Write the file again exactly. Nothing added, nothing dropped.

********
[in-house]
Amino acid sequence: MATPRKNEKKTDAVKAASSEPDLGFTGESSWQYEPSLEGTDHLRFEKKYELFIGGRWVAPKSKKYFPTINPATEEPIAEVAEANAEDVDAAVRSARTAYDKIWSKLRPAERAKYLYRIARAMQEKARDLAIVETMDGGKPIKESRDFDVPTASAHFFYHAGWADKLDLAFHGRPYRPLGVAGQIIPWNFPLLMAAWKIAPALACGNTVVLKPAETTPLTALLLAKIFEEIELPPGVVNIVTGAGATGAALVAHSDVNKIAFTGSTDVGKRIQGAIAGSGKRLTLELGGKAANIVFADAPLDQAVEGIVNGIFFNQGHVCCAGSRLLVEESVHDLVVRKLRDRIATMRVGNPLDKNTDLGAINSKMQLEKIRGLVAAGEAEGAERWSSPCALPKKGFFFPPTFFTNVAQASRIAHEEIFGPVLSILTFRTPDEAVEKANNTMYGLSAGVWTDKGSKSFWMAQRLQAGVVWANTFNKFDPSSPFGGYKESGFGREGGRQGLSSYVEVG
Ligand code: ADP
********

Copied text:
[in-house]
Amino acid sequence: MATPRKNEKKTDAVKAASSEPDLGFTGESSWQYEPSLEGTDHLRFEKKYELFIGGRWVAPKSKKYFPTINPATEEPIAEVAEANAEDVDAAVRSARTAYDKIWSKLRPAERAKYLYRIARAMQEKARDLAIVETMDGGKPIKESRDFDVPTASAHFFYHAGWADKLDLAFHGRPYRPLGVAGQIIPWNFPLLMAAWKIAPALACGNTVVLKPAETTPLTALLLAKIFEEIELPPGVVNIVTGAGATGAALVAHSDVNKIAFTGSTDVGKRIQGAIAGSGKRLTLELGGKAANIVFADAPLDQAVEGIVNGIFFNQGHVCCAGSRLLVEESVHDLVVRKLRDRIATMRVGNPLDKNTDLGAINSKMQLEKIRGLVAAGEAEGAERWSSPCALPKKGFFFPPTFFTNVAQASRIAHEEIFGPVLSILTFRTPDEAVEKANNTMYGLSAGVWTDKGSKSFWMAQRLQAGVVWANTFNKFDPSSPFGGYKESGFGREGGRQGLSSYVEVG
Ligand code: ADP